What makes the Suzuki Vitara diesel RT-X a winner is the engine. Flexible, unbelievably economical (that figure was achieved with four aboard and luggage as well), it pulls like a train and gets the dual clutch auto singing. The cloth inserts on the seats negate a need for heating, which was a HUGE benefit given the morning temperatures. Yes, there’s a couple of niggles but they’re livable. It certainly is an almost ideal chariot for a weekend away for a family and has a good feature set for the price.
Head to 2016 Suzuki Vitara range for extra details.
In the last 10 or so years, ESP has become almost as standard in new cars as seatbelts. OK, the manufacturers may not call this feature ESP, which stands for Electronic Stability Program(me) (the preferred term for Audi and a few others). It could also be called Electronic Stability Control (ESC – the original term used by Mercedes Benz and BMW) or some fancy marque-exclusive name like “Advance Trak” (Ford) or Porsche Stability Management (guess which marque uses that one!). ESC is the most common abbreviation but ESP has a tendency to stick in the mind a bit more, what with the mental images of psychic cars. Or maybe this only sticks in my mind because I’m weird.
No apologies for the bluntness of the title. However, I’ll clarify that the following is specific to New South Wales, with information provided courtesy of the NSW Government’s Transport for safety site.
Why this, though? It’s simple. In NSW, the most populous state in Australia, there’s been an unexpected and unwelcome spike in road deaths for 2016 compared to 2015 and what’s called the three year average. Naturally, the road safety organisations, police and government are left scratching their heads as to why. Although it’s been a downward trend, the rise that’s concerning the relevant bodies started in mid 2015.
A Wheel Thing welcomes Suzuki to the garage, with the first of five in a row being the entry level Suzuki Vitara RT-S. It’s a 1.6L engine and five speed manual transmission combo driving the front wheels and with prices starting at just $23990, it’s a great way for a new driver to get out on the road. Here’s why.Suzuki’s Vitara range is part of a stable of cars that come from the niche Japanese automotive manufacturer. This particular vehicle, the RT-S, is, in A Wheel Thing’s opinion, one of the most ideal cars that a recently licensed driver can get into to hone their driving skills.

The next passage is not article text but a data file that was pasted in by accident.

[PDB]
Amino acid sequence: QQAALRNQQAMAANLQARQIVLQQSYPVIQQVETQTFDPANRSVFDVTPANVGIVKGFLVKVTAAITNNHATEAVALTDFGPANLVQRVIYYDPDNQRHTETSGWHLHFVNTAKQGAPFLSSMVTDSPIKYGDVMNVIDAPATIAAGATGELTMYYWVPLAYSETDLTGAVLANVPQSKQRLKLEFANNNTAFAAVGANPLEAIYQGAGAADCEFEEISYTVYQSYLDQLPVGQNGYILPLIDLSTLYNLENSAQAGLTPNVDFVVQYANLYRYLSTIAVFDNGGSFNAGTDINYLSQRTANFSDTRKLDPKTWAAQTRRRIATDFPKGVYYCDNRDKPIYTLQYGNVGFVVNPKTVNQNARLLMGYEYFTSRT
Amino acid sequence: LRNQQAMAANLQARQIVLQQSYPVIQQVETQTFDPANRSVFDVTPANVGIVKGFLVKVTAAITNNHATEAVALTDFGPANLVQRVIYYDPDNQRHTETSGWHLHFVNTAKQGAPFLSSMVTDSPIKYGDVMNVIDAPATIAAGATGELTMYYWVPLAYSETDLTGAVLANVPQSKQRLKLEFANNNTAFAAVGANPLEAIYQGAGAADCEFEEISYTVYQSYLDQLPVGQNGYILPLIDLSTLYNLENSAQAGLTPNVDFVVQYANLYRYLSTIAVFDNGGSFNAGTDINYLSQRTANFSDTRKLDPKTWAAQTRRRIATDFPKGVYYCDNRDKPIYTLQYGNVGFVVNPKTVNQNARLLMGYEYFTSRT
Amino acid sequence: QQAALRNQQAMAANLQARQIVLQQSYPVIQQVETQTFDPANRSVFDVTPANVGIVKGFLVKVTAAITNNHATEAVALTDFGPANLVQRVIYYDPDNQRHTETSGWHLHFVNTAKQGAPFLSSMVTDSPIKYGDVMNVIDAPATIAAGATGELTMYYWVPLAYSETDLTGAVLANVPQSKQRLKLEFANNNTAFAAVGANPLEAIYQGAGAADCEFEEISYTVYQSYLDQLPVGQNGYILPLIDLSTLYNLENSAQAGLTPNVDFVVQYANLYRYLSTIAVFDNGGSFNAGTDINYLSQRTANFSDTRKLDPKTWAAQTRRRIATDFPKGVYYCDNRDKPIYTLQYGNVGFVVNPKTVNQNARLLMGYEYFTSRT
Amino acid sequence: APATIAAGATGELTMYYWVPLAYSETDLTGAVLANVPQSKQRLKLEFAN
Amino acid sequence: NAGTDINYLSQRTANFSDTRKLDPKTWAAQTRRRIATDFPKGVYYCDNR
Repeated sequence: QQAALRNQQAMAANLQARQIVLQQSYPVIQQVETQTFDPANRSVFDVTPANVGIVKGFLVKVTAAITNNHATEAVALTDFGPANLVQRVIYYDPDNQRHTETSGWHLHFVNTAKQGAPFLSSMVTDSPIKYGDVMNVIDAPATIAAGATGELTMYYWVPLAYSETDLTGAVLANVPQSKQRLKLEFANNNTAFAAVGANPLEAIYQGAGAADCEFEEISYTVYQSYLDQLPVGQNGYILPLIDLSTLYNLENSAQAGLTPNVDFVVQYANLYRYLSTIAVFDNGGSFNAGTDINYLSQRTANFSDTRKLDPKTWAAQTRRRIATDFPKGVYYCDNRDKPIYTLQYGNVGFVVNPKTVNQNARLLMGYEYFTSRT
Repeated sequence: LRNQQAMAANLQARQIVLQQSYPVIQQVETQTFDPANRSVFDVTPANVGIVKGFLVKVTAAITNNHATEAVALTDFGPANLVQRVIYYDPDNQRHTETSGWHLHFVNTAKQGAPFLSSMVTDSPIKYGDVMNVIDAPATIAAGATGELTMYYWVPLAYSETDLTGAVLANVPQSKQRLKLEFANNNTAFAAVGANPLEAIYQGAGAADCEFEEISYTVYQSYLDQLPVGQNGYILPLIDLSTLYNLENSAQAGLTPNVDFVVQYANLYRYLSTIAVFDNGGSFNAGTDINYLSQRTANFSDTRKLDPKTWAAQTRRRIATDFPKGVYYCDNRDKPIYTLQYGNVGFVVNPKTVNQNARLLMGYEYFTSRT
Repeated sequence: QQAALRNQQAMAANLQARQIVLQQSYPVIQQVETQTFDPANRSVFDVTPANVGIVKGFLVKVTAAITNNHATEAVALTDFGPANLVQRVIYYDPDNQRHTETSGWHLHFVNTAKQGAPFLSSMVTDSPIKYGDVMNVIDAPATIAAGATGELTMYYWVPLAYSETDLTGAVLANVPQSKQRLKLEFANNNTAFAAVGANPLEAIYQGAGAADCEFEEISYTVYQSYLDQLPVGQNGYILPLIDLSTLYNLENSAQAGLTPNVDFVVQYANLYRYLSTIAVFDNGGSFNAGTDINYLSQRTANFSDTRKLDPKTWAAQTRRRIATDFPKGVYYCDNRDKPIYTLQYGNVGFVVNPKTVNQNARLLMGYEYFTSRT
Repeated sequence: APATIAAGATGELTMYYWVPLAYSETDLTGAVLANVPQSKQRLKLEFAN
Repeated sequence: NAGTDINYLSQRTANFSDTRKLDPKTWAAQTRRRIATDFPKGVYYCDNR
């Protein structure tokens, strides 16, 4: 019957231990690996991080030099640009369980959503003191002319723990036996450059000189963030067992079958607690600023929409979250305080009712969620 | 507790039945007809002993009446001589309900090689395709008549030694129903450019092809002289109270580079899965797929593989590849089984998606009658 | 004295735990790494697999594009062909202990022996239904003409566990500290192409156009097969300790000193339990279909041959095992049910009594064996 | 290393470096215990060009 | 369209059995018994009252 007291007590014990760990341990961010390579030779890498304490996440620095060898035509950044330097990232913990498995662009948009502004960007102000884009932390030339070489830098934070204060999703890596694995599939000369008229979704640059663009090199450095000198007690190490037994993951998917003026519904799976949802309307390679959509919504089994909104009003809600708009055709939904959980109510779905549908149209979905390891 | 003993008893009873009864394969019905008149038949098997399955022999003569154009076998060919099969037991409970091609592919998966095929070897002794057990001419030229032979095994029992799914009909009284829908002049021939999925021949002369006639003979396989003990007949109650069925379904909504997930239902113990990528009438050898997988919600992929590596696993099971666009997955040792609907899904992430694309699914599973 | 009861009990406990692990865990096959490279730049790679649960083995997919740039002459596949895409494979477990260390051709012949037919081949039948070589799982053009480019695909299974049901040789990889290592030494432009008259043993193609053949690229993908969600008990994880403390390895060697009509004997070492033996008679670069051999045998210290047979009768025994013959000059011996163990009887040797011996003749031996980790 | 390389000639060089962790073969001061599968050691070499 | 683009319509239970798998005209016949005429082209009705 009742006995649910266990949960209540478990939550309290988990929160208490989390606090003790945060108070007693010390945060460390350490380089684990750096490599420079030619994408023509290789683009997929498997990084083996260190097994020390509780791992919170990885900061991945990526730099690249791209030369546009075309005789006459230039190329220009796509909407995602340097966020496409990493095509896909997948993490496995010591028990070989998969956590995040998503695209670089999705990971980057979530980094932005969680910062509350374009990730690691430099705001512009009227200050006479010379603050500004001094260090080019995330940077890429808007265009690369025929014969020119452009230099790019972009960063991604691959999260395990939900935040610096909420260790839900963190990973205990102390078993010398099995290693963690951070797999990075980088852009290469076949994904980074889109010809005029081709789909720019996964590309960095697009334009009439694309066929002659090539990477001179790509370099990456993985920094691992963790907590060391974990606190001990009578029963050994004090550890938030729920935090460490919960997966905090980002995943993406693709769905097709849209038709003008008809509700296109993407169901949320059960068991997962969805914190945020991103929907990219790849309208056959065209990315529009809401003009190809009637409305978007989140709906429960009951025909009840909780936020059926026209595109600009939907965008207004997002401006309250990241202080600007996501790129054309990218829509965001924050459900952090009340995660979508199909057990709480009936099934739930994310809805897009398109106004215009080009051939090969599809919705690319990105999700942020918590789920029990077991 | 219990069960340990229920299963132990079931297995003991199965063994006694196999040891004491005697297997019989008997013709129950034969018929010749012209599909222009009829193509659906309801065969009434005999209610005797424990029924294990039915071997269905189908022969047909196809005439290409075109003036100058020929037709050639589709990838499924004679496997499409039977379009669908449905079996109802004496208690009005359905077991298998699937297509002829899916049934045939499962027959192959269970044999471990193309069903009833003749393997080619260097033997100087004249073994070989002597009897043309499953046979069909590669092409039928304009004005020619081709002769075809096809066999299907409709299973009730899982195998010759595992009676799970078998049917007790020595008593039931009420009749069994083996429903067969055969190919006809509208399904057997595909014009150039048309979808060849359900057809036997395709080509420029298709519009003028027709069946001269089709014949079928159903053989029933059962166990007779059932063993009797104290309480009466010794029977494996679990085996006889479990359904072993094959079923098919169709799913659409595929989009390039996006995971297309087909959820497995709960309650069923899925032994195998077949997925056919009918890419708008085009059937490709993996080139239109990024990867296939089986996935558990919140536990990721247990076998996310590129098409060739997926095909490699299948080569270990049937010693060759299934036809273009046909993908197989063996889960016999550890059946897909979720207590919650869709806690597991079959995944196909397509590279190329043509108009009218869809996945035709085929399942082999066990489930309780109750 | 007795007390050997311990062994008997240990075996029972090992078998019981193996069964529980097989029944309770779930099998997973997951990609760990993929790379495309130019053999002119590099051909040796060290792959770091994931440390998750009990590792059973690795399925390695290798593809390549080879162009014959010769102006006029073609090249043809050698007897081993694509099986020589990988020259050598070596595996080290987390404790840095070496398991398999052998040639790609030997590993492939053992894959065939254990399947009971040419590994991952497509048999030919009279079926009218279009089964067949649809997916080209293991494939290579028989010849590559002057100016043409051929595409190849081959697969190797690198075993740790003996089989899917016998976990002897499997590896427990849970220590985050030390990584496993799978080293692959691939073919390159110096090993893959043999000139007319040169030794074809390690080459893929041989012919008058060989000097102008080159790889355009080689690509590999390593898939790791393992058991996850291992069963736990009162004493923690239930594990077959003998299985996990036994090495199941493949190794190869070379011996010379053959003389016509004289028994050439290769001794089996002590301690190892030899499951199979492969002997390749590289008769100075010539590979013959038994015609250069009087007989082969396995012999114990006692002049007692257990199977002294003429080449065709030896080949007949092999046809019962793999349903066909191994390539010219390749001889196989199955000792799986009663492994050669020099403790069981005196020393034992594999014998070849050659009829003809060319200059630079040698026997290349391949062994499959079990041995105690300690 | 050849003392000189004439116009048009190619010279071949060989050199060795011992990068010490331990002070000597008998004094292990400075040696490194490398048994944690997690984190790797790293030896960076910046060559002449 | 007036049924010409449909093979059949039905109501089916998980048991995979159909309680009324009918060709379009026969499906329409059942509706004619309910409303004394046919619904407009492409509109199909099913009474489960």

Up front is a frugal four potter, with Suzuki claiming consumption of just 5.8L per 100 kilometres. A Wheel Thing backs that up, with 5.6L/100 km from 560 kilometres worth of most urban driving, from a 47 litre tank.No, it’s not a firecracker, with Suzuki reserving the fuse lighting for the 1.4 Turbo engine (which will be reviewed in August 2016). There’s 86 kilowatts at 6000 revs and a reasonable 156 torques at a highish 4400 revs, but not unexpected for this size engine. It’s partly why the manual transmission is “only” a five speed, not six, as the fifth gear ratio of 0.725:1 sees around 2800 rpm on the tacho at 110 kilometres per hour. That’s reaching the bottom limits of effectiveness for torque to twist a sixth ratio. Another positive which aids consumption is the light weight for the size of the car; just 1075 kilos kerb weight for the manual.
As such, it’s a free revving unit, if somewhat buzzy at high revs and from the line does need a bit of rowing through the gears. Happily, that’s not a chore as both the gear mechanism and clutch are smooth, well weighted and the pickup point becomes instinctive very quickly, again ideal for new drivers. Under way and around town, fifth is mostly fine, but some may find fourth a better choice. The dash screen does indicate what gear you’re in, unusual for a manual transmission. Finding some hills to climb such as the Great Western Highway or the zig zag for the Old Bathurst Road at the base of the Blue Mountains will see a need to drop back through the gears, down to first at one point on the zig zag whilst the highway climb should only need a drop to third.
If you’ve been following motoring news of late, you may have noticed a heightened level of discussion surrounding vehicle recalls. This comes off the back of over 1.6 million cars being recalled across Australia during the first six months of this year. To put this number into perspective, last year 1.3 million vehicles were affected – a number that, at the time, was a record in its own right. With the year just over half way, and the seemingly inevitable prospect of further announcements ahead, do Australian motorists have reason to be concerned by the sheer number of recalls?